In the course of our anniversary campaign with regard to laser/light flash apparatuses, we are today presenting a report by Forschungszentrum Jülich. The NETZSCH LFA 427 is used here in the High-Temperature Materials Laboratory of IEK-4.
Learn how Forschungszentrum Jülich employs the analyzer toward realizing the application of nuclear fusion for commercial use.
Research for a changing society: With this mission in mind, more than 7000 people are employed at Forschungszentrum Jülich, working on options for a digitized society, a climate-friendly energy system and resource-protecting economies. We combine natural, life and technical sciences in the fields of information, energy and bioeconomy with special expertise in supercomputing and deploy unique scientific infrastructures. As a member of the Helmholtz Society, Forschungszentrum Jülich is one of the major interdisciplinary research centers in Europe. At the Institute for Energy and Climate Research, Plasma Physics Division (IEK-4), the research focus is on topics related to plasma-material interactions. ‘We are part of an internationally networked effort to make power plants based on nuclear fusion a reality. We aim to set in motion on earth the process by means of which the sun and other stars produce their energy, thus providing a safe, environmentally friendly energy supply that will be available over the long term’, the research institute’s website states (Source: Plasmaphysik (IEK-4) (fz-juelich.de))
Let´s learn more about their current research:
In the High-Temperature Materials Laboratory (HML) at IEK-4, a new primary energy source is currently being researched. In ITER1, a fusion reactor that is currently being built in the South of France, and DEMO2, the next step toward future commercial use of nuclear fusion, high thermal loads occur during operation, both stationary (to 20 MW/m2) and transient (in the range of GW/m2 for µs to ms). These require materials and components which both feature high thermal stability and are simultaneously capable of dissipating the heat correspondingly quickly.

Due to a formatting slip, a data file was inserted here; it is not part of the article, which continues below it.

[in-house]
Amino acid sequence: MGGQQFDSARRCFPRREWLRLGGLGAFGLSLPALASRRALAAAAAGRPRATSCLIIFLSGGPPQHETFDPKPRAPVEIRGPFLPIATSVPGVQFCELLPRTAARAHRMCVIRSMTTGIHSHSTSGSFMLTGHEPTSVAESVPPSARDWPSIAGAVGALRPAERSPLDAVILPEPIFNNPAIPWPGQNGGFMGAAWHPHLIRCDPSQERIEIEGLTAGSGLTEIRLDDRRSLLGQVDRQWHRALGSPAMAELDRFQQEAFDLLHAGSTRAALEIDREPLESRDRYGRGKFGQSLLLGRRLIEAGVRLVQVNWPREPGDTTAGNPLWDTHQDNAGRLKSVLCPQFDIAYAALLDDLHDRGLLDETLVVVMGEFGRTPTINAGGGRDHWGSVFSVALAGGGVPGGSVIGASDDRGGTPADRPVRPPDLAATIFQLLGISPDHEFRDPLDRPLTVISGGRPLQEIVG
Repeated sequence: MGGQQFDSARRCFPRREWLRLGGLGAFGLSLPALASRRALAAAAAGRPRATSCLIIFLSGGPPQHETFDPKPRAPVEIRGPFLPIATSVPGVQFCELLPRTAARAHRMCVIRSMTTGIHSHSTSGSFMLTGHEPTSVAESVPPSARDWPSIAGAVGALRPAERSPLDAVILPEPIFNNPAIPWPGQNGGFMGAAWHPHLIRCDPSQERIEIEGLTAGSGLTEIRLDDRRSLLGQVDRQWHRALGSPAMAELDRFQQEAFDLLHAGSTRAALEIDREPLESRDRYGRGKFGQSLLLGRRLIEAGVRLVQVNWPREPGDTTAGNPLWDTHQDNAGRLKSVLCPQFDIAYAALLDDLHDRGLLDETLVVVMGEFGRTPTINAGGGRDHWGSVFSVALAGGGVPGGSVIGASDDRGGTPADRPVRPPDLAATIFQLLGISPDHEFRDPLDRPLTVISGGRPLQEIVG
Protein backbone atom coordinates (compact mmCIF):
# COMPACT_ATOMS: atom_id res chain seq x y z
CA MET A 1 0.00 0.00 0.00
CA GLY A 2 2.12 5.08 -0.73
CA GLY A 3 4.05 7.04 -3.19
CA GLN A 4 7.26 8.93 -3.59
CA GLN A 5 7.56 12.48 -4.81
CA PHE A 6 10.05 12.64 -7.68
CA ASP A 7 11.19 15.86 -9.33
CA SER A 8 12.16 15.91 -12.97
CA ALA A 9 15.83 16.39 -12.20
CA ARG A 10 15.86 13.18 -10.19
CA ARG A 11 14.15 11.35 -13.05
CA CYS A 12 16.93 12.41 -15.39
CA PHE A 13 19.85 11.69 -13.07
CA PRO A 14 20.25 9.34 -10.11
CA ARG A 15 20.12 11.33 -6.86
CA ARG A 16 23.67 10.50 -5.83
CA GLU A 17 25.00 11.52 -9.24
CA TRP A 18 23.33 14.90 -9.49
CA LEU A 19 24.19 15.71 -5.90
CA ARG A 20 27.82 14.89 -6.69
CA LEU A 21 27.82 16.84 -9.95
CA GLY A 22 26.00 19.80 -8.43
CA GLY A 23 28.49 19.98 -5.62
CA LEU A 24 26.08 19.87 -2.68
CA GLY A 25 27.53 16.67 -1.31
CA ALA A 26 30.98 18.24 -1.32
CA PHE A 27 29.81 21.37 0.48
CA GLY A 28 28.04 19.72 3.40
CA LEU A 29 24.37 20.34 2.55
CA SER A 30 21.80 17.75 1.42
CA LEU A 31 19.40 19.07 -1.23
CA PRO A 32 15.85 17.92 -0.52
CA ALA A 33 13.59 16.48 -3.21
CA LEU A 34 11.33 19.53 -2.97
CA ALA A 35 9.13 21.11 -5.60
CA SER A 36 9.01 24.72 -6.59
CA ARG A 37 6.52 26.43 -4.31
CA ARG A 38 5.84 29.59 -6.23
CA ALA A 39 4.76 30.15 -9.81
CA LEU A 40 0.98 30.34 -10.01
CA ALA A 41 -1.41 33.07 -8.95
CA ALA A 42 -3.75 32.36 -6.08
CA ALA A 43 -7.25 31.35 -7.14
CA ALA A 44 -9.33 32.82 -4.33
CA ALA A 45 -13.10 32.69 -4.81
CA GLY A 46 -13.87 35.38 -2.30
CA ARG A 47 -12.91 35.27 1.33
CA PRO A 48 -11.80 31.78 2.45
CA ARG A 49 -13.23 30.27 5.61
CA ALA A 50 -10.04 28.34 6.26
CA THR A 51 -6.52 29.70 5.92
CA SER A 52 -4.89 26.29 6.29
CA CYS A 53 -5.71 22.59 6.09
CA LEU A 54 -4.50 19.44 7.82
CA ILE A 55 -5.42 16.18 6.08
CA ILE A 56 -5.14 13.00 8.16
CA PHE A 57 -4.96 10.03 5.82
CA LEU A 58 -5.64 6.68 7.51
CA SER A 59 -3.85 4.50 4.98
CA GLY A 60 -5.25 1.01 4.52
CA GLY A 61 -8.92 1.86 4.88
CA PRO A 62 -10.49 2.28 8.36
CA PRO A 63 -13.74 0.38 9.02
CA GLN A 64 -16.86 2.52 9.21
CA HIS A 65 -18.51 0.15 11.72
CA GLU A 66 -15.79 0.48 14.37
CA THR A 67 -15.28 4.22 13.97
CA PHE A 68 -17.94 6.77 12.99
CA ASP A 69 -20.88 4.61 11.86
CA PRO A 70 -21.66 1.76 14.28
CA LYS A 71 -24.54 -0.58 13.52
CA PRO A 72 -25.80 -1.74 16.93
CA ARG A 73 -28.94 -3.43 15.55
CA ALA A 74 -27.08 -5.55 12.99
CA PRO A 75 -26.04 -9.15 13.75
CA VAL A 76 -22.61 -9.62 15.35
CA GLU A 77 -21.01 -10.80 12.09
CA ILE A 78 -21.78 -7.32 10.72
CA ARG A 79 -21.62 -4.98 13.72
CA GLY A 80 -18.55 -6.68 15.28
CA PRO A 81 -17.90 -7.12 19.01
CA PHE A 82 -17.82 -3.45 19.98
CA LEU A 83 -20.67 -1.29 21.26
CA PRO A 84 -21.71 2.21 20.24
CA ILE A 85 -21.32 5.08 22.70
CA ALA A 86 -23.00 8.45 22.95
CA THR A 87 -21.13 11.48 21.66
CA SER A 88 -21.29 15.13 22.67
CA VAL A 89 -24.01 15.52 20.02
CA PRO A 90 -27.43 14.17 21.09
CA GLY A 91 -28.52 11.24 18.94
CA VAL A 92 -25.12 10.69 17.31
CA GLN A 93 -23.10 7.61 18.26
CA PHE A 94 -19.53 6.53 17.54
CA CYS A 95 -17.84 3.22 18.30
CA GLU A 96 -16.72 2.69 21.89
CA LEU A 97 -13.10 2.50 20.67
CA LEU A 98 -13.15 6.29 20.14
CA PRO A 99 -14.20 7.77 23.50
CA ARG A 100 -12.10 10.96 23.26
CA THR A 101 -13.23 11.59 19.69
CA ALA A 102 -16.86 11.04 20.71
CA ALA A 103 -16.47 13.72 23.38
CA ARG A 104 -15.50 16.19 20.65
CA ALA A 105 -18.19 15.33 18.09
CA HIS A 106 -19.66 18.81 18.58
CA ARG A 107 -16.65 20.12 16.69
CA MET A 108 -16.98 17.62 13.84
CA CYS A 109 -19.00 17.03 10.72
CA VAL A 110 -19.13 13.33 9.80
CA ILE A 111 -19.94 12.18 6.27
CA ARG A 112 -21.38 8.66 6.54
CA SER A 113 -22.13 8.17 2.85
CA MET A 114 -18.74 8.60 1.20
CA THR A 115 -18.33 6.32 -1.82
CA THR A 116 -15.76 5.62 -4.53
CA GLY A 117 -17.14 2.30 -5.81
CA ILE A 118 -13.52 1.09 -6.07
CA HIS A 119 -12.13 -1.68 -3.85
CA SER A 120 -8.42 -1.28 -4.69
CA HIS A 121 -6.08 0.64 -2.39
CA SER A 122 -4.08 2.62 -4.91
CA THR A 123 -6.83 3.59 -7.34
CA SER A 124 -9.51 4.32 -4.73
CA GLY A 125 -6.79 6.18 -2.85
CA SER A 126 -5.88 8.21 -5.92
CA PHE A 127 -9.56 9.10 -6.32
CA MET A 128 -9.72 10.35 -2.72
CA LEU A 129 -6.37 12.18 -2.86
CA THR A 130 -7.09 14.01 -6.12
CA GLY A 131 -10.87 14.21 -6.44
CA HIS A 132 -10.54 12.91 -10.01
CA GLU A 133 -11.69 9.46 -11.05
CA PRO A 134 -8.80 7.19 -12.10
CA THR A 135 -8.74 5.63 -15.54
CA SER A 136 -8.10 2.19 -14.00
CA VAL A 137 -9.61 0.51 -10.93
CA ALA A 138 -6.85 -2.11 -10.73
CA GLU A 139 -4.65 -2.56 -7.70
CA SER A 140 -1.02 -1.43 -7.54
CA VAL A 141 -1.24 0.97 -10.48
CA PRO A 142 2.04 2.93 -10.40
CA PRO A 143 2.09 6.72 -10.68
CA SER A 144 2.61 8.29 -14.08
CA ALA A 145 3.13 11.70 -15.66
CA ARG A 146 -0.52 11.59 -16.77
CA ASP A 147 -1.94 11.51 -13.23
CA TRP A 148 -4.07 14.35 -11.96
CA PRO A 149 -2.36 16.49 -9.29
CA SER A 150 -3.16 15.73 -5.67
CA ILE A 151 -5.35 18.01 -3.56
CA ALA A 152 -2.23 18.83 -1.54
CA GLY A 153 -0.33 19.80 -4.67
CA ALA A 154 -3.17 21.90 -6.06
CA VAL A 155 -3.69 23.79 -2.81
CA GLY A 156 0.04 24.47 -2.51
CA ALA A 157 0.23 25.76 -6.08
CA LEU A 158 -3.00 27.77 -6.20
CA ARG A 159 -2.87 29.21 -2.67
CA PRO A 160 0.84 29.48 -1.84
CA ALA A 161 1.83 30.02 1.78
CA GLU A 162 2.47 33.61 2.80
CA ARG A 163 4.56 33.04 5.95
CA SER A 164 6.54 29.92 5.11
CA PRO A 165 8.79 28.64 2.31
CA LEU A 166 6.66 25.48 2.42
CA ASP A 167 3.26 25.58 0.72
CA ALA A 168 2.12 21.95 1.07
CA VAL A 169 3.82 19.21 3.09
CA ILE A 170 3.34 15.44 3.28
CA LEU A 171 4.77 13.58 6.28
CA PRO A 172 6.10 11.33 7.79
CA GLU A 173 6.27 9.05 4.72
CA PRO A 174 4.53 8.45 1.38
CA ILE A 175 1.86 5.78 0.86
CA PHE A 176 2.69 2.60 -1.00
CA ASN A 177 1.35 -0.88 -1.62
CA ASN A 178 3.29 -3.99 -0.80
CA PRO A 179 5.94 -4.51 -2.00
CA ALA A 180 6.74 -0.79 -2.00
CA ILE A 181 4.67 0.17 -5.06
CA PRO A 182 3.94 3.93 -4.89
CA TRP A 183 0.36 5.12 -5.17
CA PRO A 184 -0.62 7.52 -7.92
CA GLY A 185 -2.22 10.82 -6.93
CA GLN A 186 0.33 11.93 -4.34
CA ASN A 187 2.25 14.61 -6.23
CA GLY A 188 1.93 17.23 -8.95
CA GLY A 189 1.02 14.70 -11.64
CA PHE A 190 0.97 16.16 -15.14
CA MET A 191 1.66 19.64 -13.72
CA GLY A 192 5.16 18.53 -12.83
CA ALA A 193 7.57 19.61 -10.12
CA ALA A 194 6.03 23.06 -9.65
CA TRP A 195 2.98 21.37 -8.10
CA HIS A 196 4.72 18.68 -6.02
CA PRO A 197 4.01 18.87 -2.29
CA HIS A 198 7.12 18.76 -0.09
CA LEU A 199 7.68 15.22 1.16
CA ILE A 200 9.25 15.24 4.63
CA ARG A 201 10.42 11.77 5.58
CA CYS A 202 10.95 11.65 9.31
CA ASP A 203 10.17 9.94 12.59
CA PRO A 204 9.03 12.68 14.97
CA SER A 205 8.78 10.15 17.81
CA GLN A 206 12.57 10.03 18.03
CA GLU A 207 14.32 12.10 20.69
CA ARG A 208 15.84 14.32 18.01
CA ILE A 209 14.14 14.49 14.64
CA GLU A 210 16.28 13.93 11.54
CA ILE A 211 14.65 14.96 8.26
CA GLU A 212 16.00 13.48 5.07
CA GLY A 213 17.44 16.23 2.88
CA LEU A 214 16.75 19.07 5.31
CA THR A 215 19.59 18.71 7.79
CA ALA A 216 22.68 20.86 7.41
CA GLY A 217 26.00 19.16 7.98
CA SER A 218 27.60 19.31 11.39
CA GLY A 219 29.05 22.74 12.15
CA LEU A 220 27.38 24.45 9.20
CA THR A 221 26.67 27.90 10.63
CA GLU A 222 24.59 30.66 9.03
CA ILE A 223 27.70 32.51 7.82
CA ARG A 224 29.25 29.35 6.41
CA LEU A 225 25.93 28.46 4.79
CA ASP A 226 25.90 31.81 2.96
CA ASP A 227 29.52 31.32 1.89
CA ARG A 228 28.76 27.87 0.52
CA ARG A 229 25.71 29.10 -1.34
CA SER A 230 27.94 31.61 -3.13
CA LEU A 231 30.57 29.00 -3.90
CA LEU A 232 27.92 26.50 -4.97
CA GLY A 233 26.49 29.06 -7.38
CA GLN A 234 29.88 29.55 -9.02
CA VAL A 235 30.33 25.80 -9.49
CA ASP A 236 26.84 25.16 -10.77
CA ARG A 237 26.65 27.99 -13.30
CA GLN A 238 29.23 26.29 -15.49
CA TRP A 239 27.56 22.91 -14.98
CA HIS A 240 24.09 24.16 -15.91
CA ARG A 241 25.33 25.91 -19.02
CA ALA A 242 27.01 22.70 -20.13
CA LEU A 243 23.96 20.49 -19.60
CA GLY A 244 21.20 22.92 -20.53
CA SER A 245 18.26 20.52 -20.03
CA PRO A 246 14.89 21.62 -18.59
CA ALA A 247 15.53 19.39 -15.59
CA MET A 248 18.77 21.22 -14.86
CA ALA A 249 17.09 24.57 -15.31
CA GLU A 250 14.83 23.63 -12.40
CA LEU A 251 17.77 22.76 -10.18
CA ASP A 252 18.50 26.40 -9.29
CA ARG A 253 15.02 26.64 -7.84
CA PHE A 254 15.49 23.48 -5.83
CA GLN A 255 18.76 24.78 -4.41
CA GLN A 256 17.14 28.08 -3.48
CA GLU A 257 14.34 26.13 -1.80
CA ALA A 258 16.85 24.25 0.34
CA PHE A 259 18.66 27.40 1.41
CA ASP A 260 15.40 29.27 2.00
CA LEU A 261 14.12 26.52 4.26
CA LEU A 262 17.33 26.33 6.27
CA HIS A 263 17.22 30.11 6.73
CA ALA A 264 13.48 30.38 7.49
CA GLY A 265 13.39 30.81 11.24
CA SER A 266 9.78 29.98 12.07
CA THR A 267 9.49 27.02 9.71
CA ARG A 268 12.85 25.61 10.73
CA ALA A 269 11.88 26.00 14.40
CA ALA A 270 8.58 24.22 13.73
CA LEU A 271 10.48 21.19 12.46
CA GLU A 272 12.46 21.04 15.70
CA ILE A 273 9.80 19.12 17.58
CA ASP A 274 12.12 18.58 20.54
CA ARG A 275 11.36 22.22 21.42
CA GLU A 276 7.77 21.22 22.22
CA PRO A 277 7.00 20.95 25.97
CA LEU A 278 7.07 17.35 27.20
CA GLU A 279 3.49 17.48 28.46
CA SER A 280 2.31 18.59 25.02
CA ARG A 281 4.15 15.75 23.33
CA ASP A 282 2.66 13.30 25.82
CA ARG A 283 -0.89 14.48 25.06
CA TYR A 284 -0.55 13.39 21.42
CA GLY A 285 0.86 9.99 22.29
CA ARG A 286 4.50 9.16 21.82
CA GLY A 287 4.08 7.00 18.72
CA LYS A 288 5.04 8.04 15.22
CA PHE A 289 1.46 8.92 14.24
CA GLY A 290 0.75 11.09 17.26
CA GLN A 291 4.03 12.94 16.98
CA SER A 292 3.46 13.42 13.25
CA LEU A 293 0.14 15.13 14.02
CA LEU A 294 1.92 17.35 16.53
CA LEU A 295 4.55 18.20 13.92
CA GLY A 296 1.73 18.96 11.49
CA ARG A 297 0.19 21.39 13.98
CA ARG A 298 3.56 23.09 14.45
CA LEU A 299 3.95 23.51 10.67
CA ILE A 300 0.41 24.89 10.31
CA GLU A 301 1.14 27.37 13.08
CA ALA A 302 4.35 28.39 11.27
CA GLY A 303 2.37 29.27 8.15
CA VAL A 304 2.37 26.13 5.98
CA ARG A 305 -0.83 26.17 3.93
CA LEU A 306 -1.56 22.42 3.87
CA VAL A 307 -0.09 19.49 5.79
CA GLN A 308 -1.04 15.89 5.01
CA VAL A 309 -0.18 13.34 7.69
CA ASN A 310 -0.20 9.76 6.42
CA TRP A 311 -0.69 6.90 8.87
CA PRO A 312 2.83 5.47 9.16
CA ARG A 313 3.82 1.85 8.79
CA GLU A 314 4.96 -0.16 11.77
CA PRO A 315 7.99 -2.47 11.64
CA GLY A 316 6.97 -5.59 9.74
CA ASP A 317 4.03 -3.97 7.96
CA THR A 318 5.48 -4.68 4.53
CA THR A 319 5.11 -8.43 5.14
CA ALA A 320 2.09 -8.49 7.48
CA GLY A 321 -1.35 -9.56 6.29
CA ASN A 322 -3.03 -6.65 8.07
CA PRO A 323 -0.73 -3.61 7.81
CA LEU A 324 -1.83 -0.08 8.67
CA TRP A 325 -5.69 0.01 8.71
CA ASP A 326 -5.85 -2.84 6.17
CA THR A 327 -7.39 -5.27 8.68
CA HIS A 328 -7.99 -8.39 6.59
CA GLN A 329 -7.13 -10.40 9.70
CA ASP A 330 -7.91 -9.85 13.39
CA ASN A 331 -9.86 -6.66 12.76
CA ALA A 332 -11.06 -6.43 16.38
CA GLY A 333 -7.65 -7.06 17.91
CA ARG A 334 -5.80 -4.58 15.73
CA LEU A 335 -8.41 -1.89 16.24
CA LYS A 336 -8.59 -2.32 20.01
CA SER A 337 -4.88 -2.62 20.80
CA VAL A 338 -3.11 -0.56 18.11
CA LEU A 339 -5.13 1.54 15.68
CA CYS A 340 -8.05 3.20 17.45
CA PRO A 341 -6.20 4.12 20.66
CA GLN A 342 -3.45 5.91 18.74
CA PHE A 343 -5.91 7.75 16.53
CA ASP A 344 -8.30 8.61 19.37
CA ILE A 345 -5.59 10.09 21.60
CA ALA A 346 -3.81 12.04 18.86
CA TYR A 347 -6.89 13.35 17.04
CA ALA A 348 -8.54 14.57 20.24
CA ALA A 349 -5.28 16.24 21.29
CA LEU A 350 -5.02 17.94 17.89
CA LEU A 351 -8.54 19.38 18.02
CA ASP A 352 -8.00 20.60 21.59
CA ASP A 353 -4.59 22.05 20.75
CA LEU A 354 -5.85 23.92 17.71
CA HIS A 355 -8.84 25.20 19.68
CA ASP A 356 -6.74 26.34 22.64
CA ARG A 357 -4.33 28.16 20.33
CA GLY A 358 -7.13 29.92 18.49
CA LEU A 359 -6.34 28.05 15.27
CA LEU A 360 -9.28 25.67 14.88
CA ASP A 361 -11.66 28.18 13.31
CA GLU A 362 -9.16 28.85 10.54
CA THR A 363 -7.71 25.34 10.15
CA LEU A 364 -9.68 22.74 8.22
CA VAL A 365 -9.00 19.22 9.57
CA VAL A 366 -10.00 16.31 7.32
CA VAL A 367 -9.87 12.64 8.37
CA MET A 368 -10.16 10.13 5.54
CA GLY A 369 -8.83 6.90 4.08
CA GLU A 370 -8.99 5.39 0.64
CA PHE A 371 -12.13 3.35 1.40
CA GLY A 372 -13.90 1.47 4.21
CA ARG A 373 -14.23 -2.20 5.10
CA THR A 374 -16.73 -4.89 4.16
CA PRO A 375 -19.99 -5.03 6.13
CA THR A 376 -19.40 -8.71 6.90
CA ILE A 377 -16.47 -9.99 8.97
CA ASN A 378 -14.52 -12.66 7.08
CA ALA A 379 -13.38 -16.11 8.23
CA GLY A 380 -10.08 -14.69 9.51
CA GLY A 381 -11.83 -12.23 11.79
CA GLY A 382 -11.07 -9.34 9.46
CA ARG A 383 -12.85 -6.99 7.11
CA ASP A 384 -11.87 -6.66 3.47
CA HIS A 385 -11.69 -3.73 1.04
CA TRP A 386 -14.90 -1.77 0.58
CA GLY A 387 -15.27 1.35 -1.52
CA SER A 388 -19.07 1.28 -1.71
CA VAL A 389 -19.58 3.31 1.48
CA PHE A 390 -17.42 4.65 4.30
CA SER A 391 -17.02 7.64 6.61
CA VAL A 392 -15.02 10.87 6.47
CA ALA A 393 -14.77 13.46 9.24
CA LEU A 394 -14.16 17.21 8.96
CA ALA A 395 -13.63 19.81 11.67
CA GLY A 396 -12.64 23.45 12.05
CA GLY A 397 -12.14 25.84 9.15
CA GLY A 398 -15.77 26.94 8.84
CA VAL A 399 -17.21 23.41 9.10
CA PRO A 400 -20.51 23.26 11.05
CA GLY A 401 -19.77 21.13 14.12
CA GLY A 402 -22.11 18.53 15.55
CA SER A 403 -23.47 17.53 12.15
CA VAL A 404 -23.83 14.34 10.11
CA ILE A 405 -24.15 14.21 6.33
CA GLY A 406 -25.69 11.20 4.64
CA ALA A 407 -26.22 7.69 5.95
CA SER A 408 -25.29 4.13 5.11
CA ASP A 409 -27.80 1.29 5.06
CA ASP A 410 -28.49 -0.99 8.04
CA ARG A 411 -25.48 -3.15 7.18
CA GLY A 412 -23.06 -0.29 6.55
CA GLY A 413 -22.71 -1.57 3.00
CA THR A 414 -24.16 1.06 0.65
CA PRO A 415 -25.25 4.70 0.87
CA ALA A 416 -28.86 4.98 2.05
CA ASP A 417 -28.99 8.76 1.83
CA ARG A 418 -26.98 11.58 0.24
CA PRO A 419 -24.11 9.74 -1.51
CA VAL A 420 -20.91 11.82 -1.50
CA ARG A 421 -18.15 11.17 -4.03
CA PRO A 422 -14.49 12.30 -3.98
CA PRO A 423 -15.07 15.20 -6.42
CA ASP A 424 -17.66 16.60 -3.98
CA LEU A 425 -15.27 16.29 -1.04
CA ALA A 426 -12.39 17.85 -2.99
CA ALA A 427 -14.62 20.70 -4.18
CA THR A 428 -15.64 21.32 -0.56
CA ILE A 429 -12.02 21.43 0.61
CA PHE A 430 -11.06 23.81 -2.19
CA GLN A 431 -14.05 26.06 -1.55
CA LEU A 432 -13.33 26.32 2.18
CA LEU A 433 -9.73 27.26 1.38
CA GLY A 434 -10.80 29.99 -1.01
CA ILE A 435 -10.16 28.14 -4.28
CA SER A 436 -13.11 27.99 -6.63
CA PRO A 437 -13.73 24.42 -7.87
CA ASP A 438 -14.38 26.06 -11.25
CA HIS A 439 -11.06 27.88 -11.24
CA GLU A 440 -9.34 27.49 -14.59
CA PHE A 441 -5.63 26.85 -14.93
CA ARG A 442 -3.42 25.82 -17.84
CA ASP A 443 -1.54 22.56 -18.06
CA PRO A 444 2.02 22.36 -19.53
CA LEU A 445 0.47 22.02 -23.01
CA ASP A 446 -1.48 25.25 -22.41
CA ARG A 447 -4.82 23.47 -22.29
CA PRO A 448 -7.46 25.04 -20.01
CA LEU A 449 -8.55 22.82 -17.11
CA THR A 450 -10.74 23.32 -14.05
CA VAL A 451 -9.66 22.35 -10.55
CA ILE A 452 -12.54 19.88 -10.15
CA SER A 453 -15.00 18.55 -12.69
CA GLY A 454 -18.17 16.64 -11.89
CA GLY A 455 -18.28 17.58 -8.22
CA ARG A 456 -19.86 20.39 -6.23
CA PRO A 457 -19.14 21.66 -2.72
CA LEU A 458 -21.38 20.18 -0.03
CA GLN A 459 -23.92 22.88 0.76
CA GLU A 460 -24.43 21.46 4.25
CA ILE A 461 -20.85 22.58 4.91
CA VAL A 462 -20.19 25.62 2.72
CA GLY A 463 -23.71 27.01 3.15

1ITER: International Thermonuclear Experimental Reactor: An experimental nuclear fusion reactor with the long-term objective of generating electricity from fusion energy
2DEMO: DEMOnstration Power Plant: The follow-up project to the ITER nuclear fusion reactor. In the future, it is intended to serve for the development of technologies, control algorithms and physical operating zones.
A typical example is the temperature distribution in a divertor component in monoblock design consisting of tungsten, the plasma-loaded material, a CuCrZr tube and an intermediate layer of pure copper to compensate for the different coefficients of thermal expansion of tungsten and CuCrZr.
The High-Temperature Materials Laboratory (HML) of IEK-4 at Forschungszentrum Jülich mainly serves for the characterization and qualification of these materials and components both prior to and following neutron radiation through loading via plasma and electron beam equipment, as well as related post-characterization methods. In the Thermophysics Laboratory of HML of IEK-4, the Thermal DiffusivityThermal diffusivity (a with the unit mm2/s) is a material-specific property for characterizing unsteady heat conduction. This value describes how quickly a material reacts to a change in temperature.thermal diffusivity up to 2800°C is determined with the NETZSCH LFA 427 laser flash equipment and the heat capacity of metallic and ceramic materials up to 1575°C is determined by means of a long-serving DSC 404 C unit as well as a DSC 404 F1 Pegasus®®.
The materials tested range from tungsten alloys and composites to carbon fiber-reinforced carbon composites and graphite felts for applications such as aerospace, to ceramic insulators in the field of turbine blades and toxic materials such as beryllium. Preparations are also being made to additionally offer measurement on low-level radioactive samples in the future, and discussions are underway toward the further expansion of testing possibilities for highly radioactive materials by installing equipment in the hot cell.
The beginning of our collaboration with NETZSCH-Gerätebau GmbH dates back many years. Today, our exchange extends far beyond participation in the thermophysics working group and the execution of round-robin tests - particularly when unusual problems can only be solved by combining our in-house expertise with that of NETZSCH.
Many thanks to Gerald Pintsuk from Forschungszentrum Jülich for this insight into the work of primary energy source research!
We are looking forward to continued successful partnership and collaboration.